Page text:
Although they are very different technologies with their own set of unique use cases, the terms “video conferencing” and “video streaming” are often used interchangeably in many organizations. Let’s explore the many unique benefits of each individually, and review how a number of market-leading companies are using both technologies together to extend the reach of both internal and external communication to global audiences.
A video conferencing platform is a virtual meeting solution – for instance, Skype for Business, Zoom, or WebEx – that allows small groups or larger teams to collaborate by engaging in live, multidirectional video communication. Sometimes called a unified communications system, a video conferencing platform enables participants to see, hear, speak, and share documents and screens – just as they would in an in-person meeting – from a desktop computer, mobile device, or properly equipped huddle room.
What problem does video conferencing solve?
Video conferencing solves the primary challenge of collaboration by remote teams and globally distributed workforces, minimizing the impact participant location has on team productivity. Research shows that a significant percentage of remote users feel more connected with co-workers when using video conferencing. According to a report from GigaOm, Why video conferencing is critical to business collaboration, “87% of remote users feel more connected to their team and process when using video conferencing.” With improved reliability and ease of use, the technology has become a standard tool.
What are the limitations of video conferencing?
Although purpose-built to replicate human interaction, video conferencing solutions begin to lose effectiveness from a performance standpoint when meetings, events, and presentations include more than a few dozen participants. Additionally, options for recording and sharing video conferences are limited. In cases where events can be recorded, there are few if any accessibility features (translation, transcription, phonetic searchability, user analytics) that can be applied to the recorded asset before publication.
A video streaming platform is a piece of software technology that allows organizations to distribute live and on-demand video over existing corporate networks on a one-to-many or team-to-many scale with no loss of video quality and no negative impact on internal systems. Often referred to by analysts as an enterprise video content management (EVCM) system, a streaming platform typically includes solutions for video asset storage, security, management, distribution, and customizable portals – as well as searchability, translation, closed-captioning, and other artificial intelligence-based services.
What problem does enterprise video streaming solve?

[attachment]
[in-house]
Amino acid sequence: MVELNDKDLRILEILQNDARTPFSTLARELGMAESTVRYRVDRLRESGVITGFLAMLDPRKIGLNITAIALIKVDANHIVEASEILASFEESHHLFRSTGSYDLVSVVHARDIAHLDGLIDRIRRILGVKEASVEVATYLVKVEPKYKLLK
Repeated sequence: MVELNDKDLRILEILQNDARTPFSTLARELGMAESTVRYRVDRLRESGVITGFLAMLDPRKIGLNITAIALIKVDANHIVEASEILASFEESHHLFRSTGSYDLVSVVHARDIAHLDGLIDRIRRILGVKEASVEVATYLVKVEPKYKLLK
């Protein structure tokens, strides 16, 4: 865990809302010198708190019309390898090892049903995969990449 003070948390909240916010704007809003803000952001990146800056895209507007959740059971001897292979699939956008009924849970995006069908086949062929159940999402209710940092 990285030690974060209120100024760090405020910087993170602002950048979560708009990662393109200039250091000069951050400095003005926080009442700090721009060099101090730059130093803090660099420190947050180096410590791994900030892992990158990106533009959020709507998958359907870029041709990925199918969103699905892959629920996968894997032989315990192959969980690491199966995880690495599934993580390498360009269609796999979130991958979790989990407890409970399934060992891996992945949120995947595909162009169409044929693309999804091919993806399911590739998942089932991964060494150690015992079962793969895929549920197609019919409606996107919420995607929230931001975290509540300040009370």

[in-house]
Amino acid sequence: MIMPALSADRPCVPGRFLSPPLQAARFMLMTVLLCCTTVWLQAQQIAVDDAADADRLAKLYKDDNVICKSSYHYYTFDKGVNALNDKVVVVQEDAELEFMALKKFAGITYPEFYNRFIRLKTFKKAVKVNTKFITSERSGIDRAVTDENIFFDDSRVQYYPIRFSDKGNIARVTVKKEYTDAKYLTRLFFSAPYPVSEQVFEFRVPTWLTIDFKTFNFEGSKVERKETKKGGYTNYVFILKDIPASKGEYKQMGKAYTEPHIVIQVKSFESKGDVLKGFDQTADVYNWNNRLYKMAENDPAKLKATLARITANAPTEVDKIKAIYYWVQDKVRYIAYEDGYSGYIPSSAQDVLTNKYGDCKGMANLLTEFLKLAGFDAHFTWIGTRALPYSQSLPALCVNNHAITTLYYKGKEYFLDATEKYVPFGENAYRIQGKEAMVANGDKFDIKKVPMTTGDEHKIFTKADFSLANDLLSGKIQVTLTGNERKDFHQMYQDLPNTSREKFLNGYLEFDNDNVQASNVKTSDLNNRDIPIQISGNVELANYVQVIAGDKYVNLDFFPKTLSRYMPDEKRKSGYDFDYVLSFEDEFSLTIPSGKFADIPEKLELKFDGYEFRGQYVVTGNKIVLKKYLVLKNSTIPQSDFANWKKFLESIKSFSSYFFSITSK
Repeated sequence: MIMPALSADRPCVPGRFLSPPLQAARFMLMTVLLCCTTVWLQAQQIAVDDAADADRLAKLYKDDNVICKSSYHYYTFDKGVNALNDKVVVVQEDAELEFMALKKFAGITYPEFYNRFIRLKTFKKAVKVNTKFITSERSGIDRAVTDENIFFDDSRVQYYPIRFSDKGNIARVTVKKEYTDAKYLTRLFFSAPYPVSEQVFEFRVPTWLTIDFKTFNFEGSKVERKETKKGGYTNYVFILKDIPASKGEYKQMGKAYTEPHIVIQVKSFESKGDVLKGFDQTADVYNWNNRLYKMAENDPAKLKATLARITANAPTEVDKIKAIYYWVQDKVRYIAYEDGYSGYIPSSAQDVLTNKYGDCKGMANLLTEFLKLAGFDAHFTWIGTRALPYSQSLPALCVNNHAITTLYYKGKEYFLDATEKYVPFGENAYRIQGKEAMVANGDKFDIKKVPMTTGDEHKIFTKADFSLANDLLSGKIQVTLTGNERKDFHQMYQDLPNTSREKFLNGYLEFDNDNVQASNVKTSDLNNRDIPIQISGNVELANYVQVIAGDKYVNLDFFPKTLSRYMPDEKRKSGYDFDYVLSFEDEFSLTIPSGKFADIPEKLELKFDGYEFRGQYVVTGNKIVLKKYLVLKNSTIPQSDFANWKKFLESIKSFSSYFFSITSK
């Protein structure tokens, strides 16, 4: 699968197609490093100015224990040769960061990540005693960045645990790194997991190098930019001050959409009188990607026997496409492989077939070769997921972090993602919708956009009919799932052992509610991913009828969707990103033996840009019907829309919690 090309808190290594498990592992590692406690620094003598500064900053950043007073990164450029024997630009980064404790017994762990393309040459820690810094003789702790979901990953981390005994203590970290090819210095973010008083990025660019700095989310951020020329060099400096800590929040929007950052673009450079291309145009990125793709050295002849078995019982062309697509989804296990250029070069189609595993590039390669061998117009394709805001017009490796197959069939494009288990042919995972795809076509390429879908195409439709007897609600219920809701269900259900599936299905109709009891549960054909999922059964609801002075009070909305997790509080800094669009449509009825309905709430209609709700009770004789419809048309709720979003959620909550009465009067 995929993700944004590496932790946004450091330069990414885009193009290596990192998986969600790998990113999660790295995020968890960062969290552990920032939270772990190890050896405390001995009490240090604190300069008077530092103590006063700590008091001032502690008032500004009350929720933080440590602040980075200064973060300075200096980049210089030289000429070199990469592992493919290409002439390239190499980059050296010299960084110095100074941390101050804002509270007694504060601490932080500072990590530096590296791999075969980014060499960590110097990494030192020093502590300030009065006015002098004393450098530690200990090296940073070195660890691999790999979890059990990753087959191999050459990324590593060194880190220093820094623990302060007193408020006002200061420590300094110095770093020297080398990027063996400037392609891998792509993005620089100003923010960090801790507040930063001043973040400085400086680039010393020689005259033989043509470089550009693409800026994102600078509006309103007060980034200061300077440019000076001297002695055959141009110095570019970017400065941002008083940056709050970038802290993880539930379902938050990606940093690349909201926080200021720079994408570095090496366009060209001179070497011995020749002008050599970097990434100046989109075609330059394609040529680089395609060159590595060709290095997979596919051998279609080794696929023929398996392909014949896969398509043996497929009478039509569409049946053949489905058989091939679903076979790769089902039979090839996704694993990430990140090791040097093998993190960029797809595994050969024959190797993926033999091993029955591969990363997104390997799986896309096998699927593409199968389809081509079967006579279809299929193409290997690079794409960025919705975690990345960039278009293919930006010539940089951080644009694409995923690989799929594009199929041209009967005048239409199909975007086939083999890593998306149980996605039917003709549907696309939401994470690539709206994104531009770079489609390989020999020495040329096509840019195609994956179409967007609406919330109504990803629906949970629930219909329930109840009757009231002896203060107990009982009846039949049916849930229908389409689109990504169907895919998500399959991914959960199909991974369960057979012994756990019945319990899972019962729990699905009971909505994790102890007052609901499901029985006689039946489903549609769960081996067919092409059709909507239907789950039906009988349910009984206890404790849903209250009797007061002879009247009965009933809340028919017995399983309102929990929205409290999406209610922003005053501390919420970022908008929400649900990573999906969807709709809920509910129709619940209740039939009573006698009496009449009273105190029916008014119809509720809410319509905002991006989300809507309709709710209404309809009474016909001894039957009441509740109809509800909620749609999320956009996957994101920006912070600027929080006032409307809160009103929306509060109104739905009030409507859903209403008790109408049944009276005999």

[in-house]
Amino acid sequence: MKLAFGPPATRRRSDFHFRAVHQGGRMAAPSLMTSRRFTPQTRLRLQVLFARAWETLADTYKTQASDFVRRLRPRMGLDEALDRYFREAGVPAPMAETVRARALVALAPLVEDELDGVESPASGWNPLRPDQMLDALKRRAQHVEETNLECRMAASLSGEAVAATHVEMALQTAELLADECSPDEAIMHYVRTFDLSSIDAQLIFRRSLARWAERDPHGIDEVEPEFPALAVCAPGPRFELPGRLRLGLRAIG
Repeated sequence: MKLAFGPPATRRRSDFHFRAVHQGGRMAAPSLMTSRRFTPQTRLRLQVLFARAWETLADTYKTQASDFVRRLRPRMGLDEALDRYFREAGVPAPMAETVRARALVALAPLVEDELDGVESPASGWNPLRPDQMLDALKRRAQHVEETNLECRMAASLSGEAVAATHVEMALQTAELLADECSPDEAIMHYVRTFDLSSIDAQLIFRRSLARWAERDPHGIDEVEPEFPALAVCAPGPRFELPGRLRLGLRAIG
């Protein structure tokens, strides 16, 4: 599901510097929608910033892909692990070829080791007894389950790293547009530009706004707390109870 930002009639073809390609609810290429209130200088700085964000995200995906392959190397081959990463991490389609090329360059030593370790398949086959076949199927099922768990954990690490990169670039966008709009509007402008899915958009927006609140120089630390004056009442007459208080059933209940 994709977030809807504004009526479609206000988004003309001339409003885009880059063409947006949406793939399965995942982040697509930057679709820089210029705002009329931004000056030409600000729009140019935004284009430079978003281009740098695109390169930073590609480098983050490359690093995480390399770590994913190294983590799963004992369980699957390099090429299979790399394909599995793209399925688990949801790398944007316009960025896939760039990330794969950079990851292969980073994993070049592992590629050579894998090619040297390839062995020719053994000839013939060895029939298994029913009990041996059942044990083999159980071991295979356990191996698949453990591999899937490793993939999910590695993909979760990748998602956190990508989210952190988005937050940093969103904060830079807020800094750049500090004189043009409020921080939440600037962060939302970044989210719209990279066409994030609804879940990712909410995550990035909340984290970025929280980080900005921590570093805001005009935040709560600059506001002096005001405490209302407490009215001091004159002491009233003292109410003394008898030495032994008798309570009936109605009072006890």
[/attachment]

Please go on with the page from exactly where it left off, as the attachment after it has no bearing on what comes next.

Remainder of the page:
Enterprise video streaming platforms tackle the challenge of scale, allowing companies to deliver internal and external events. These include CEO addresses to employees, shareholder meetings, onboarding training, corporate educational classes, and marketing events to thousands of participants – even tens of thousands – across the globe, to any device, including mobile. And as robust content management systems, enterprise streaming platforms can also capture, archive, and securely distribute recorded events with any number of accessibility features including translated captions, phonetic search capabilities, and full user analytics.
What are the limitations of an enterprise video streaming platform?
Enterprise video streaming platforms do not add enough value to be useful for small events or meetings with 10 or fewer participants. And because they’re designed for large-scale live events, they don’t provide the any-to-any interactivity and dialogue inherent in video conferencing. Finally, beyond a straightforward cloud implementation, there can be considerable complexity to configuring an enterprise video streaming platform as a global resource serving many use cases and thousands of users. This is particularly relevant in verticals like banking, finance, healthcare, and life sciences, where data privacy and security are fundamentally critical.
Combining video conferencing and video streaming
For global organizations, the true power of these two enterprise technologies is realized when they are used together in a single, integrated offering. Adding a video streaming platform to an existing video conferencing system enables everyone in the organization to create live and on-demand video. In addition, video assets can be stored, secured, and extended through automated artificial intelligence services like searchability, translation, and closed-captioning.
Combining these two technologies enables executives and team leaders to stream live or recorded events to many thousands of internal or external stakeholders in the form of executive webcasts, employee onboarding courses, compliance training, crisis communications, marketing events, and so on. The video can be consumed by any user in any region on any device, with no loss of video integrity or negative impact on internal networks.
Taking advantage of technology advances
The ability of leaders to collaborate with global offices and remote workforces of all sizes has changed dramatically in the last few years, both in the technology used and the methods used to communicate. If you’re interested in extending the video conferencing with a video streaming platform, the good news is that most of the hardware and software infrastructure will most likely already be in place at your organization. What are you waiting for?
Before you choose a video solution, learn “Five Misconceptions About Hybrid Cloud Deployments For Video.”